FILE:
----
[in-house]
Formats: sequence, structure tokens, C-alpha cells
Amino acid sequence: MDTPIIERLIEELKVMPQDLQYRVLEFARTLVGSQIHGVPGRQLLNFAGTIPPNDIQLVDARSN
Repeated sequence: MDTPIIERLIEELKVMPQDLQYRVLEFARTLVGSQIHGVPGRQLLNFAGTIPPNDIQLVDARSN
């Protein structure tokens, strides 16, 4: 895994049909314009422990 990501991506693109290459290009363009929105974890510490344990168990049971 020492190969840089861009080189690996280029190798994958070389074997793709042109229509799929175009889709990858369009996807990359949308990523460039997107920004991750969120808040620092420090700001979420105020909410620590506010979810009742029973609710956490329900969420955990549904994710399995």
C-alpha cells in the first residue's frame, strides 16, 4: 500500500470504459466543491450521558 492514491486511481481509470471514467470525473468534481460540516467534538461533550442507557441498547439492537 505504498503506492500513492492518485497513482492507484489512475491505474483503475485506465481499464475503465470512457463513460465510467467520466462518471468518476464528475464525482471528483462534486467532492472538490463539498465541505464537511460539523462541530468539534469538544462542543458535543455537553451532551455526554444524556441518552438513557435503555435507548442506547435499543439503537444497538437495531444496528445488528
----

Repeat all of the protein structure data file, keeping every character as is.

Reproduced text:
[in-house]
Formats: sequence, structure tokens, C-alpha cells
Amino acid sequence: MDTPIIERLIEELKVMPQDLQYRVLEFARTLVGSQIHGVPGRQLLNFAGTIPPNDIQLVDARSN
Repeated sequence: MDTPIIERLIEELKVMPQDLQYRVLEFARTLVGSQIHGVPGRQLLNFAGTIPPNDIQLVDARSN
């Protein structure tokens, strides 16, 4: 895994049909314009422990 990501991506693109290459290009363009929105974890510490344990168990049971 020492190969840089861009080189690996280029190798994958070389074997793709042109229509799929175009889709990858369009996807990359949308990523460039997107920004991750969120808040620092420090700001979420105020909410620590506010979810009742029973609710956490329900969420955990549904994710399995």
C-alpha cells in the first residue's frame, strides 16, 4: 500500500470504459466543491450521558 492514491486511481481509470471514467470525473468534481460540516467534538461533550442507557441498547439492537 505504498503506492500513492492518485497513482492507484489512475491505474483503475485506465481499464475503465470512457463513460465510467467520466462518471468518476464528475464525482471528483462534486467532492472538490463539498465541505464537511460539523462541530468539534469538544462542543458535543455537553451532551455526554444524556441518552438513557435503555435507548442506547435499543439503537444497538437495531444496528445488528